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Market rigging lands former director $850k fine

3 minute read

A former director has been ordered to pay $850,000 for market rigging offences.

The Federal Court has ordered Adam Blumenthal, former director of EverBlu Capital and Creso Pharma, to pay a penalty of $850,000 and be disqualified from managing corporations for five years following action brought by the Australian Securities and Investments Commission (ASIC).

On Wednesday, the court found that Blumenthal engaged in market rigging on 14 occasions in relation to the placing of orders for EverBlu clients to purchase shares in ASX-listed Creso.

The court also found he breached his duties as a director of EverBlu by failing to comply with its compliance policies, leading it to breach its obligations as an Australian Financial Services (AFS) licensee.

Moreover, the court said Blumenthal breached his duties as a director of Creso by engaging Tyson Scholz, who also goes by the moniker “ASX Wolf”, and another party through EverBlu for marketing services, resulting in payments of over $2 million and $1.2 million without adequate due diligence or clear deliverables.

In addition, the court established that he violated his duties as a Creso director by not disclosing a conflict of interest regarding his financial ties to Scholz where Blumenthal’s private company lent more than $7 million to Scholz to fund his trading in Creso shares.

In handing down the penalty and disqualification to Blumenthal, Justice Stewart said: “The contraventions are interrelated.”

“They each had their source in Mr Blumenthal’s large shareholding in Creso, his position as the chairman of a financial services licensee with a capacity to employ trading strategies, and his intention of presenting a false or misleading picture to the market for Creso shares.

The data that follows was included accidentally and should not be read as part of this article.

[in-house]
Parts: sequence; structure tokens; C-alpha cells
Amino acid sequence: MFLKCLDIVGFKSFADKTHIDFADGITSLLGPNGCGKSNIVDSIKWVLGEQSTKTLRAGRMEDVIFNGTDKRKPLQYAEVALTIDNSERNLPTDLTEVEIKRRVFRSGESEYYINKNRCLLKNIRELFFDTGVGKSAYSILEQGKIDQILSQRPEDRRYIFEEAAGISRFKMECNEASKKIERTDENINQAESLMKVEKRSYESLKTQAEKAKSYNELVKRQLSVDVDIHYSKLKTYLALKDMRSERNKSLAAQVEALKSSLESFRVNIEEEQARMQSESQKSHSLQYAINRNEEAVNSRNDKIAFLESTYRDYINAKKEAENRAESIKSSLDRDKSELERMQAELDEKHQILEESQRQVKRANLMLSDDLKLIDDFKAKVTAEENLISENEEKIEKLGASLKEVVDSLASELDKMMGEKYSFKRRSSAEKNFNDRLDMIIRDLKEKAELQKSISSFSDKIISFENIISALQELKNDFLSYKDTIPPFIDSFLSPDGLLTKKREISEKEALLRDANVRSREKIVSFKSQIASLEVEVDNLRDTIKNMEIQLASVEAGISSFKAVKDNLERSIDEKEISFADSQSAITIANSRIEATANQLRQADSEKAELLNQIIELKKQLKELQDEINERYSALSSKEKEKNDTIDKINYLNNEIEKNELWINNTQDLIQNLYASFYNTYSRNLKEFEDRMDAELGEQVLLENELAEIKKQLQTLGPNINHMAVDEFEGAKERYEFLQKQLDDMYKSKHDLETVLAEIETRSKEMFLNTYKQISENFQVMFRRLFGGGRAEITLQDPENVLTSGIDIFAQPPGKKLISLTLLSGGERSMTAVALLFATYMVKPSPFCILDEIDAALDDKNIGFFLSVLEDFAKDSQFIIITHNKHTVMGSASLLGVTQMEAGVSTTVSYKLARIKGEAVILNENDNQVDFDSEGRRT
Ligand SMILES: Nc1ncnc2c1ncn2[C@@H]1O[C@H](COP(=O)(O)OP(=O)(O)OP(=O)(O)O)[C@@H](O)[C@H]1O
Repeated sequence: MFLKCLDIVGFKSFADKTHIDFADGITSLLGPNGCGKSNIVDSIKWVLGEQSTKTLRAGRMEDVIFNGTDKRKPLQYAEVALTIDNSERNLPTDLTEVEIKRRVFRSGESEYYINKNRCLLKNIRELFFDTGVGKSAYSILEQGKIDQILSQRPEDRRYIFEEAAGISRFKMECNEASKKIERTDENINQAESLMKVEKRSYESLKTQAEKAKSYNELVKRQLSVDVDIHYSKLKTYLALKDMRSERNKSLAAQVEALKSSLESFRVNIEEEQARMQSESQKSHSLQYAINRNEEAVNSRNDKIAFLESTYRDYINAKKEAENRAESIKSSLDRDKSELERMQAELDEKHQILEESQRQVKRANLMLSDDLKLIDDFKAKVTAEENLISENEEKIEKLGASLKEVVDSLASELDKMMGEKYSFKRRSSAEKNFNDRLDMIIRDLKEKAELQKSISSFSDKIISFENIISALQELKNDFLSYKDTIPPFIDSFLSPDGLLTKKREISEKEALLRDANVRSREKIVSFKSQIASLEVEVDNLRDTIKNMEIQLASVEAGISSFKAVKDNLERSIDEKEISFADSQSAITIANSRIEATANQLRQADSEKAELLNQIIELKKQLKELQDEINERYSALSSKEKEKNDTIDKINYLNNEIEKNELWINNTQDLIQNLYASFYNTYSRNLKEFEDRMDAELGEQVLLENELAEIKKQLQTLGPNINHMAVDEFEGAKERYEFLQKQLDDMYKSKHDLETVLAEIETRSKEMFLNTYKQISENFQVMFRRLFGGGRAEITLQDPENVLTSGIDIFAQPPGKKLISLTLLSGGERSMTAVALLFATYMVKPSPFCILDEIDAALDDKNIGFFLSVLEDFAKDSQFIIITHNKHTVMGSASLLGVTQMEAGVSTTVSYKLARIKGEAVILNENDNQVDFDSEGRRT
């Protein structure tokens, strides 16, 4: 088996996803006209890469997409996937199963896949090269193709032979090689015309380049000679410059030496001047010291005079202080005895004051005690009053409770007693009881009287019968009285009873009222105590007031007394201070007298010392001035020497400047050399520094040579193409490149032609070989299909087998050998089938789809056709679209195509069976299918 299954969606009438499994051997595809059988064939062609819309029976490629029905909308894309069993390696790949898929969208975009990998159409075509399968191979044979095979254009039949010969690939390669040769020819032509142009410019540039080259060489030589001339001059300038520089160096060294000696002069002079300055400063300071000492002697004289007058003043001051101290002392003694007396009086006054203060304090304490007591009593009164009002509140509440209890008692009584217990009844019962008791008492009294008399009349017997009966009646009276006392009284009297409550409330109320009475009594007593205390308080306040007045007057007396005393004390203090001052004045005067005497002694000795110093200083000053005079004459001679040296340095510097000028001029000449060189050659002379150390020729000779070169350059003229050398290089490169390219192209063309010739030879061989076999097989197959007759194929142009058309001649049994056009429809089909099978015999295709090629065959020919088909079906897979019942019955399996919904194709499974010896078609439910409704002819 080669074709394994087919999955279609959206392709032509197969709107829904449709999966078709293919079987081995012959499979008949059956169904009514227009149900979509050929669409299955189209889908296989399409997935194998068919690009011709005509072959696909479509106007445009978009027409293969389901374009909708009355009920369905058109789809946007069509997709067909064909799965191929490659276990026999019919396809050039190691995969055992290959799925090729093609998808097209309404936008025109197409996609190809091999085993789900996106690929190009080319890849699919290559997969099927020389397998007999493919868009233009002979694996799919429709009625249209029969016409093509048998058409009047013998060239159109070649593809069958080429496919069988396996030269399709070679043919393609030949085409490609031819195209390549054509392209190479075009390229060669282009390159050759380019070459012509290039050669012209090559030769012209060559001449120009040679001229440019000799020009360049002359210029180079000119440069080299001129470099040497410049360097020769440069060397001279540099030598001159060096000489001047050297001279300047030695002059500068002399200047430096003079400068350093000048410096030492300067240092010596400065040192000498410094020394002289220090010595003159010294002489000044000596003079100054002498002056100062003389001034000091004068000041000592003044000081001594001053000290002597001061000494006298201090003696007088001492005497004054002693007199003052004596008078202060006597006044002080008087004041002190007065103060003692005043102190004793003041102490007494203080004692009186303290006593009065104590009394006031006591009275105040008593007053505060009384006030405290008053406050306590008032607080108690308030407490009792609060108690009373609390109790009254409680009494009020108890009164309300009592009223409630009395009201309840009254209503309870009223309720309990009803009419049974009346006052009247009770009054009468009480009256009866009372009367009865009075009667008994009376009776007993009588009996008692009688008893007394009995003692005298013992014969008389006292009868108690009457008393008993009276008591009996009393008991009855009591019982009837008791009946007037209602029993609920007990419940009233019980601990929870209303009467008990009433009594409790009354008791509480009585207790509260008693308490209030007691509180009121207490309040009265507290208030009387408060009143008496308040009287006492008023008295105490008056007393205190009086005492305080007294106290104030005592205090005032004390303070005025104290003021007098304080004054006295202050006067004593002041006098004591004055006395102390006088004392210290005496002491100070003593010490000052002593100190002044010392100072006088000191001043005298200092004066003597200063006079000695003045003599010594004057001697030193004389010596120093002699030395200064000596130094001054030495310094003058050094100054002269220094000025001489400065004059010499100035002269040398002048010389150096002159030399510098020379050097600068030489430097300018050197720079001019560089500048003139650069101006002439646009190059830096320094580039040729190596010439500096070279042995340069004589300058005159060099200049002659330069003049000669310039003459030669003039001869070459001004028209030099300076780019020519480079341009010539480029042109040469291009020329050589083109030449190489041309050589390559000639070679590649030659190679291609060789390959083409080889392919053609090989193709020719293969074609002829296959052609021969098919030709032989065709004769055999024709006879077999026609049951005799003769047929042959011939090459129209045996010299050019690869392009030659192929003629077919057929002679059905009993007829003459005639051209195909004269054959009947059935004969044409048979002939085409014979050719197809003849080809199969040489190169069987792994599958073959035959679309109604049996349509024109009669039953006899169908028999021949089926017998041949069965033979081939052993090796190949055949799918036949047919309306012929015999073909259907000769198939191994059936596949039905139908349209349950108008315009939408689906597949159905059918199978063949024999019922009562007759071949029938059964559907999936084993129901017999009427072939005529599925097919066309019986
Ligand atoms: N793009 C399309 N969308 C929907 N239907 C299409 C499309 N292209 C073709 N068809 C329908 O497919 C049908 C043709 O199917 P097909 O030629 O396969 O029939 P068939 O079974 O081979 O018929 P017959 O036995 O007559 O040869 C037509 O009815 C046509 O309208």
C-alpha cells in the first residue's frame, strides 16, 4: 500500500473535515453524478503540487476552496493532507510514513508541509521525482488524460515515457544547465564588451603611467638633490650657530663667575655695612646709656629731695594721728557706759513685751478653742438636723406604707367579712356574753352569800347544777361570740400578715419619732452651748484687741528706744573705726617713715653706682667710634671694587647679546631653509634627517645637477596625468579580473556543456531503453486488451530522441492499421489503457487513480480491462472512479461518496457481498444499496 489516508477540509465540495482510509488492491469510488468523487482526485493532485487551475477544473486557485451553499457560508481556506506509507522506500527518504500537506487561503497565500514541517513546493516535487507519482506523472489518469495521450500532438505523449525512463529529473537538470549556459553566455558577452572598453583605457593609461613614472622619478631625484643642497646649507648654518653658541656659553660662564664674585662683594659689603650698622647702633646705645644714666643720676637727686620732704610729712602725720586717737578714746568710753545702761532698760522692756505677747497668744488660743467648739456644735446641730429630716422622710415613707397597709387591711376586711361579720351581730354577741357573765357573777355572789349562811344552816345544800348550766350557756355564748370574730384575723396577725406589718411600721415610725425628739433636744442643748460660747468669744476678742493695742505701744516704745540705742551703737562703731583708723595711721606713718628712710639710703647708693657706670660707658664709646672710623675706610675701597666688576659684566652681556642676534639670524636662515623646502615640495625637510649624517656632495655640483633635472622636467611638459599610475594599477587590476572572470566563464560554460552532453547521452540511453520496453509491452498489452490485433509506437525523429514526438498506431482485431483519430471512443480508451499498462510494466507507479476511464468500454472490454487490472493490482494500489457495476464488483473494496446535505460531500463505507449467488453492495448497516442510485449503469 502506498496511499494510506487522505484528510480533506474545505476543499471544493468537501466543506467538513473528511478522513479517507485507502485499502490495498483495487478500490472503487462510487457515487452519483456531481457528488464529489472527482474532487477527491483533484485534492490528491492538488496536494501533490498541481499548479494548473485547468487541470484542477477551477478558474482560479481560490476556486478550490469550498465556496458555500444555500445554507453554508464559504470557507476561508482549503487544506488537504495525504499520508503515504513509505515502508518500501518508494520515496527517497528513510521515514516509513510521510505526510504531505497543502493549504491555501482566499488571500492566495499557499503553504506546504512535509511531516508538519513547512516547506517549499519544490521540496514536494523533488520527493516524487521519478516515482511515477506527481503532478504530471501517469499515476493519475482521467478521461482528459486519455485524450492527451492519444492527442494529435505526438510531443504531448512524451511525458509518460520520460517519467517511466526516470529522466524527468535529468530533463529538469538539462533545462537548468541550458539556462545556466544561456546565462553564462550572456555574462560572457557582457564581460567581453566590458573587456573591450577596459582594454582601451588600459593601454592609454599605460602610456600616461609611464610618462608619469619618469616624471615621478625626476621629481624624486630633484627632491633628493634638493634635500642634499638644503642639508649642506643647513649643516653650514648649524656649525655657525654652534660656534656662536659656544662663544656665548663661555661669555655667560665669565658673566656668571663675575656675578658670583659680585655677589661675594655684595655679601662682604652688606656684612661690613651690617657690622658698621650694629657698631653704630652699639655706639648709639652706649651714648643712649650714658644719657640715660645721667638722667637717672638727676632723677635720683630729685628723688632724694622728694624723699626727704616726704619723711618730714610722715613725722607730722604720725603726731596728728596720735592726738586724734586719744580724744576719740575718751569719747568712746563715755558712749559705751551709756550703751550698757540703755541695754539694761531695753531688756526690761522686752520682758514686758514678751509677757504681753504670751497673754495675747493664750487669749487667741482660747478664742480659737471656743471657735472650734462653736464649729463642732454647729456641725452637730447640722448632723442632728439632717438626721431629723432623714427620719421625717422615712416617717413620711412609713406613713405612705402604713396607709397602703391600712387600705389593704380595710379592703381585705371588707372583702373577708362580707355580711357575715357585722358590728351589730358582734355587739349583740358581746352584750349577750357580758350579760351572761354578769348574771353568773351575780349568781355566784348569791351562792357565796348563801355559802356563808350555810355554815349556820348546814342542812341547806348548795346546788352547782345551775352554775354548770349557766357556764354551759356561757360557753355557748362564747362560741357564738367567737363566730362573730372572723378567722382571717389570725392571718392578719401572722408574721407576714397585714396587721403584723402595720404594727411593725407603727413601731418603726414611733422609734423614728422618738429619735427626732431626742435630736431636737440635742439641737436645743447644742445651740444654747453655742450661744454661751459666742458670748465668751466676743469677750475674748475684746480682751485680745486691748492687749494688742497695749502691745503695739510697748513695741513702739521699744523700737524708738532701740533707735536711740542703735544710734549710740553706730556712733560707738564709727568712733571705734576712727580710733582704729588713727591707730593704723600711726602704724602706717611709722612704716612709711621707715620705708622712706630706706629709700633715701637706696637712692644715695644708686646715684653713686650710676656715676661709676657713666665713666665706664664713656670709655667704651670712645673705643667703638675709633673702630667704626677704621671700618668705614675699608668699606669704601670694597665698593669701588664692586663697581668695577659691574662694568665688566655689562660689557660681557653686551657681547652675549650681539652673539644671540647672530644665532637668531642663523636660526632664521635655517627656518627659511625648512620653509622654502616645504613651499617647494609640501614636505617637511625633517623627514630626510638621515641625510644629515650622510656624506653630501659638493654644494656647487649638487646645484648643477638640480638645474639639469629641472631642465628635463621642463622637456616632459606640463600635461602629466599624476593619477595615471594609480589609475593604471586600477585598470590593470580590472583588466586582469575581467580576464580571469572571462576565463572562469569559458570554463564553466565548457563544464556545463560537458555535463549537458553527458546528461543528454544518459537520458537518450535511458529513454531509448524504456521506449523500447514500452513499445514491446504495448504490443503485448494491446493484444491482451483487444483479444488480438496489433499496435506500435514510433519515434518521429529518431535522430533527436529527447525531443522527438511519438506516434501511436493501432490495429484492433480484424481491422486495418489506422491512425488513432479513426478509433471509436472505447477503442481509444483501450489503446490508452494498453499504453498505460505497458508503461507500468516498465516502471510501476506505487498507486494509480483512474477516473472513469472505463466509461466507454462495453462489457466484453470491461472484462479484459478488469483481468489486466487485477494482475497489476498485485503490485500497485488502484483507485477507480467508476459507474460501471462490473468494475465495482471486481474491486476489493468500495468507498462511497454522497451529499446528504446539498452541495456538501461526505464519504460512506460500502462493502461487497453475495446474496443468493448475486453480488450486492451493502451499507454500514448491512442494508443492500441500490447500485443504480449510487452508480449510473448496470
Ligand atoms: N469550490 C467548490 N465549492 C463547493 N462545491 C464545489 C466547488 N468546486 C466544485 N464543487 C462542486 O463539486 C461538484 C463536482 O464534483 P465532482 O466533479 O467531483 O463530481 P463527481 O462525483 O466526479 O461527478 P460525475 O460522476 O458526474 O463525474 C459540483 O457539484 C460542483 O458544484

“The contraventions concerned fundamental obligations by a senior officeholder in each corporation and, in the case of EverBlu, a senior officeholder who oversaw and participated in the stockbroking services that it provided.”

Justice Stewart observed that the market rigging contraventions in this matter go “hand in hand” with the director’s duties contraventions. His Honour added that the market rigging contraventions “were serious, deliberate, repeated and occurred over a period of around eight months” and that these matters justified the need for a significant penalty.

Speaking on the matter, ASIC chair Joe Longo said: “Market rigging is serious misconduct that impacts the integrity of Australia’s financial markets and prevents these markets from operating fairly and transparently.

“Today’s penalties are significant and should act as a deterrent to engaging in market misconduct. They are a timely reminder to directors of their obligations, including to avoid conflicts of interest, and that serious consequences are imposed for contraventions to help maintain confidence in the financial system.”

The court has also ordered Blumenthal to pay $100,000 towards ASIC’s costs of the proceeding.

In December 2023, ASIC accepted a court enforceable undertaking (CEU) from Blumenthal and EverBlu, by which Blumenthal undertook to not be involved in financial services for five years and Everblu undertook to cease offering financial services to new clients and apply for cancellation of its AFS licence. ASIC cancelled EverBlu’s AFS licence, effective on 9 February 2024.

In February, ASIC announced it successfully sought sequestration orders in the Federal Court of Australia against Scholz, a social media finfluencer.

The effect of the orders, ASIC said, is to make Scholz bankrupt.

ASIC sought the sequestrations orders after Scholz failed to pay costs ordered by the Federal Court of Australia relating to proceedings brought by ASIC in December 2021.

In April 2023, the Federal Court permanently prohibited Scholz from hosting online groups for which a membership fee is charged without an AFSL, and carrying on a financial services business in Australia.